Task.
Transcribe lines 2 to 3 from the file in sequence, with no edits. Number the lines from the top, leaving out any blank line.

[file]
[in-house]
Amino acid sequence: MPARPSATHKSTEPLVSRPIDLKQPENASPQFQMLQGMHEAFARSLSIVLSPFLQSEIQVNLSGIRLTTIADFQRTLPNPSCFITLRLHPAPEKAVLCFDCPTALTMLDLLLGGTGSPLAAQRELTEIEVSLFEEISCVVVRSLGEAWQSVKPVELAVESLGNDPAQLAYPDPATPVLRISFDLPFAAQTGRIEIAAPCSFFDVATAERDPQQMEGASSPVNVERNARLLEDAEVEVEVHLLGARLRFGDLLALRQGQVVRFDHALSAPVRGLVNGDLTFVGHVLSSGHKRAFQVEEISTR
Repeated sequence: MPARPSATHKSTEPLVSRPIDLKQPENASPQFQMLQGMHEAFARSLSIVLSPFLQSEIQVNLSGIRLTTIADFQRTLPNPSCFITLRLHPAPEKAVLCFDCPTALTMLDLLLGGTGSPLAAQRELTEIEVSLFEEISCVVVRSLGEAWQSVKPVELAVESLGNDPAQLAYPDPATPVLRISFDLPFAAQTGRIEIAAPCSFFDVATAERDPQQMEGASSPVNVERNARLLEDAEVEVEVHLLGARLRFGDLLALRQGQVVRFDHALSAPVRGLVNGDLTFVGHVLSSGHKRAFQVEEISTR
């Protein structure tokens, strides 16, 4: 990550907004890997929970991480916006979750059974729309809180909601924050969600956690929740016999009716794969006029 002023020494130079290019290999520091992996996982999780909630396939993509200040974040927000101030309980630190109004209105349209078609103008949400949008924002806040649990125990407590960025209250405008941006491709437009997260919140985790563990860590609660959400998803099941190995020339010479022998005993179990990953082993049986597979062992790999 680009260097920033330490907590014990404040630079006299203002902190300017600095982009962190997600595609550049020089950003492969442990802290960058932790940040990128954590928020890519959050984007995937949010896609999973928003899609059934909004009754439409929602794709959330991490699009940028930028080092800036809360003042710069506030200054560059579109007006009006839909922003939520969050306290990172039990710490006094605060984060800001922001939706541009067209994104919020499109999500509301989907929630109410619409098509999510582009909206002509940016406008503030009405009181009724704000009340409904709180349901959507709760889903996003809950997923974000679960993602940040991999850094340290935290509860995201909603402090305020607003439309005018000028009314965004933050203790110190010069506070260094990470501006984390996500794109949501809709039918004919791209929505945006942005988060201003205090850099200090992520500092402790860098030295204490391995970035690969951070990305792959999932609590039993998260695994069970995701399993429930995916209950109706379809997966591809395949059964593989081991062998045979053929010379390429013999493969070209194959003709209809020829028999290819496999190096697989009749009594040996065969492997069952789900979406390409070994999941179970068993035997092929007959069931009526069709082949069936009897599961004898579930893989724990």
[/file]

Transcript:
Amino acid sequence: MPARPSATHKSTEPLVSRPIDLKQPENASPQFQMLQGMHEAFARSLSIVLSPFLQSEIQVNLSGIRLTTIADFQRTLPNPSCFITLRLHPAPEKAVLCFDCPTALTMLDLLLGGTGSPLAAQRELTEIEVSLFEEISCVVVRSLGEAWQSVKPVELAVESLGNDPAQLAYPDPATPVLRISFDLPFAAQTGRIEIAAPCSFFDVATAERDPQQMEGASSPVNVERNARLLEDAEVEVEVHLLGARLRFGDLLALRQGQVVRFDHALSAPVRGLVNGDLTFVGHVLSSGHKRAFQVEEISTR
Repeated sequence: MPARPSATHKSTEPLVSRPIDLKQPENASPQFQMLQGMHEAFARSLSIVLSPFLQSEIQVNLSGIRLTTIADFQRTLPNPSCFITLRLHPAPEKAVLCFDCPTALTMLDLLLGGTGSPLAAQRELTEIEVSLFEEISCVVVRSLGEAWQSVKPVELAVESLGNDPAQLAYPDPATPVLRISFDLPFAAQTGRIEIAAPCSFFDVATAERDPQQMEGASSPVNVERNARLLEDAEVEVEVHLLGARLRFGDLLALRQGQVVRFDHALSAPVRGLVNGDLTFVGHVLSSGHKRAFQVEEISTR